• Doc Sonic profile imageAUTHOR

      Glen Nunes 

      8 years ago from Cape Cod, Massachusetts

      Robin, Julia is a beautiful song, a great example of John's ability to write a beautiful ballad.

      FalconSays, thanks for stopping by and commenting. I guess you can tell that I love the Beatles, too!

    • FalconSays profile image

      Karen S Falcon 

      8 years ago from Las Vegas, NV

      I love the Beatles! Great Hub, thumbs up :-)

    • Robin profile image

      Robin Edmondson 

      8 years ago from San Francisco

      Fantastic list! We named our middle daughter Julia after the Beatles song. It has to be my favorite. I think Blackbird might be my second, but it's so hard to choose. I'm amazed you were able to choose 20! I love all the information around each song as well! ;)

    • Doc Sonic profile imageAUTHOR

      Glen Nunes 

      8 years ago from Cape Cod, Massachusetts

      2patricias, the Beatles catalogue is so good that I had to exclude almost 200 great songs! "I'll Follow the Sun" is one of my favorites, too. As I said, the problem was narrowing the list down to 20. Thanks for the vote up!

    • 2patricias profile image


      8 years ago from Sussex by the Sea

      Phew! You've included A Day in the Life. But my list would certainly include "I'll follow the sun".

      Regarding the earlier comment that you should have included video links, I disagree. I only need to read the title and I hear the song in my hear - that's the lasting power of the Beatles.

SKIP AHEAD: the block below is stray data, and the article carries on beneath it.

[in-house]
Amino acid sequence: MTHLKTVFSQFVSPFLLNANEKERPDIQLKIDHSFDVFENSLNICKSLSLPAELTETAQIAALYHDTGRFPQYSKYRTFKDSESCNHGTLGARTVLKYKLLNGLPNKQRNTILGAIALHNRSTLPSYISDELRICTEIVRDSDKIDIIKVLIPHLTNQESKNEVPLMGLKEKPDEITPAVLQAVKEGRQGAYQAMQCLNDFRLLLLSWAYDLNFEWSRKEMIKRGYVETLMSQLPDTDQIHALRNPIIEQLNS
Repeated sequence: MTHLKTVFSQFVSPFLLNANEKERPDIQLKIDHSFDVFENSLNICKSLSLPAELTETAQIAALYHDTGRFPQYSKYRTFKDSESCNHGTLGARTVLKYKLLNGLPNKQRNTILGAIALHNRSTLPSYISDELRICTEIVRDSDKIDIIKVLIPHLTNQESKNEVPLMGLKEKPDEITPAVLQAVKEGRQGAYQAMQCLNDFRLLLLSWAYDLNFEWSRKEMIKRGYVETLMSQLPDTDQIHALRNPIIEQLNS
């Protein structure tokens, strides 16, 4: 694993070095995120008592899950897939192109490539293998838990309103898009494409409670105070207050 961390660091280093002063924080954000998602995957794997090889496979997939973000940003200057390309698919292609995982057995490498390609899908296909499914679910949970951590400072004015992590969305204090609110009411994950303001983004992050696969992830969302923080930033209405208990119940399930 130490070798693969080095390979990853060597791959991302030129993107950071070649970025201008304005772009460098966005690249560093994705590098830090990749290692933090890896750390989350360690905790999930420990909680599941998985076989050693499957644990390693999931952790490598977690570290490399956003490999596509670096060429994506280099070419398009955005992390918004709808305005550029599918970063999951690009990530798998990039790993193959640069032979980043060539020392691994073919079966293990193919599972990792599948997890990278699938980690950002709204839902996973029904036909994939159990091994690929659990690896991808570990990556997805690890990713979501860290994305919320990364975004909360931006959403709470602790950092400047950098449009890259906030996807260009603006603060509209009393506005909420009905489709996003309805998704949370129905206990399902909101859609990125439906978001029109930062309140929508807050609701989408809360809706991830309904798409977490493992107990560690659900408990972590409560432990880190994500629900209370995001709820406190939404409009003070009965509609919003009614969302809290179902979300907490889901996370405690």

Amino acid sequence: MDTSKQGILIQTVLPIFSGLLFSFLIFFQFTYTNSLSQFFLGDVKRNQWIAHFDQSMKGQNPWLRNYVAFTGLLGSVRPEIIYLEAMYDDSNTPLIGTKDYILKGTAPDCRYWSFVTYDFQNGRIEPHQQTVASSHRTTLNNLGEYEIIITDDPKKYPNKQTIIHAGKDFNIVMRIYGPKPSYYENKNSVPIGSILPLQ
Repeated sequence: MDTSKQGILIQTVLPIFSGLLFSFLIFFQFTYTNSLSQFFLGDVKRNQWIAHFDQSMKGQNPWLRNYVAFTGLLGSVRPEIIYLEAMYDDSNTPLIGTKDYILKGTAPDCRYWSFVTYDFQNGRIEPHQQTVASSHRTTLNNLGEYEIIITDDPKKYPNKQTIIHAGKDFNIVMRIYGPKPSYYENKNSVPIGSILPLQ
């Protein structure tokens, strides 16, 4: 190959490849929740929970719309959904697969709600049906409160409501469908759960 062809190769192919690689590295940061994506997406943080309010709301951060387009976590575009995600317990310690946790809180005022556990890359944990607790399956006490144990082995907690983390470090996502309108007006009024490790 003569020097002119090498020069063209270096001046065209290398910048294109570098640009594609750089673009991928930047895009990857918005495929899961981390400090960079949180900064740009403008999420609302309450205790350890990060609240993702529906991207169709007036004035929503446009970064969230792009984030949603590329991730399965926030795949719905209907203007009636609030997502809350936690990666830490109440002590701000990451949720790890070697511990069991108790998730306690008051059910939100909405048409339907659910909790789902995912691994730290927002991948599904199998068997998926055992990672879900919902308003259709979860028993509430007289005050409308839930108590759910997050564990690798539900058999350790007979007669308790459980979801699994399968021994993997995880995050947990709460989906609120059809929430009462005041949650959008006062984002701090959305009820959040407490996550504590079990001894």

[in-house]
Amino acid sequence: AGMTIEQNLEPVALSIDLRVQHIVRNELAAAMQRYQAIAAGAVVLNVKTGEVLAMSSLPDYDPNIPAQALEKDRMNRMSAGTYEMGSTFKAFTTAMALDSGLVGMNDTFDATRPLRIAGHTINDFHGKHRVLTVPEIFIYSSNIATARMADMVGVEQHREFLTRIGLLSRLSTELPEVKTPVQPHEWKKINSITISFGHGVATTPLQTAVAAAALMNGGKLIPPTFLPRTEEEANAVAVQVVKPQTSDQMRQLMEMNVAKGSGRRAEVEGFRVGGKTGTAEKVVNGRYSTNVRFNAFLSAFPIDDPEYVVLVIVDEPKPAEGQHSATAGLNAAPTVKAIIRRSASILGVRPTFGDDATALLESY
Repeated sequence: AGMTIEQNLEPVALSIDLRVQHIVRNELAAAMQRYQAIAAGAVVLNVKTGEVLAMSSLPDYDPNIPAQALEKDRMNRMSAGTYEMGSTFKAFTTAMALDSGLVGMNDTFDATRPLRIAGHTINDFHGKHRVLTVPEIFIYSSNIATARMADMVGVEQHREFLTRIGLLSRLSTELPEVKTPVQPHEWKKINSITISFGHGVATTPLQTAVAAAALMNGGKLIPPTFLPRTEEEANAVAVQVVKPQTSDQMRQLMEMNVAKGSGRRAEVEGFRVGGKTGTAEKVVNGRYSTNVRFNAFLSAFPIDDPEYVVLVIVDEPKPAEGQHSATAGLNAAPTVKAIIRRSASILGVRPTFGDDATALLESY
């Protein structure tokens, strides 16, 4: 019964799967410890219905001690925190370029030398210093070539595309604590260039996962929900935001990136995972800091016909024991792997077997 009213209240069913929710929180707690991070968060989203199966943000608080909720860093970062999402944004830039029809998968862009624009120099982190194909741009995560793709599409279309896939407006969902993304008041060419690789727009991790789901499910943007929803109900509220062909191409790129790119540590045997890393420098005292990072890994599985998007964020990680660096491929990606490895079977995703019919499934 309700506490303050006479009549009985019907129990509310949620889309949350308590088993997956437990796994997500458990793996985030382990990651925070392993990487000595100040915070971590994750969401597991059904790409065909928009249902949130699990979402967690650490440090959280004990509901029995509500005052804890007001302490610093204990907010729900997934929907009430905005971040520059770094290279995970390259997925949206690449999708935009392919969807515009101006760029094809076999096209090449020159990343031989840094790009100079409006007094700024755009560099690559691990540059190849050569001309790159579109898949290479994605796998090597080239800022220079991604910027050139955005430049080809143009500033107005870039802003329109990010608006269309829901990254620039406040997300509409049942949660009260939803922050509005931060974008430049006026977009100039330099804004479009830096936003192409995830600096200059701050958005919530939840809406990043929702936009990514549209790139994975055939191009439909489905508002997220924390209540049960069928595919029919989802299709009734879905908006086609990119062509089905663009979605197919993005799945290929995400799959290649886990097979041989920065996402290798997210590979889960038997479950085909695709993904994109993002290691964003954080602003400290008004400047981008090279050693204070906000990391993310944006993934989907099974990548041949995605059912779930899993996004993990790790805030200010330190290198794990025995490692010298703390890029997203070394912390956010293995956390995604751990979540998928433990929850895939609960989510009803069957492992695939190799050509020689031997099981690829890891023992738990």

Fantastic hub, I've voted it up.

    • Doc Sonic profile imageAUTHOR

      Glen Nunes 

      8 years ago from Cape Cod, Massachusetts

      blake4d, thanks for reading and commenting. I would love to have included music videos for all the songs, but I'm pretty sure that would be copyright infringement. I think the movie trailers are ok because they only play excerpts, which is permitted as fair use, and trailers are intended to be used as advertisements anyway. I'm glad you found the info interesting, though.

    • profile image


      8 years ago

      Man you should have included at least one video music link, in fact all 20. I think your hub rocks, but it kinda sucks because you are all data, I like to be able to play the video right off the hub. But to each his own. Good research though. Keep on Hubbing. Blake4d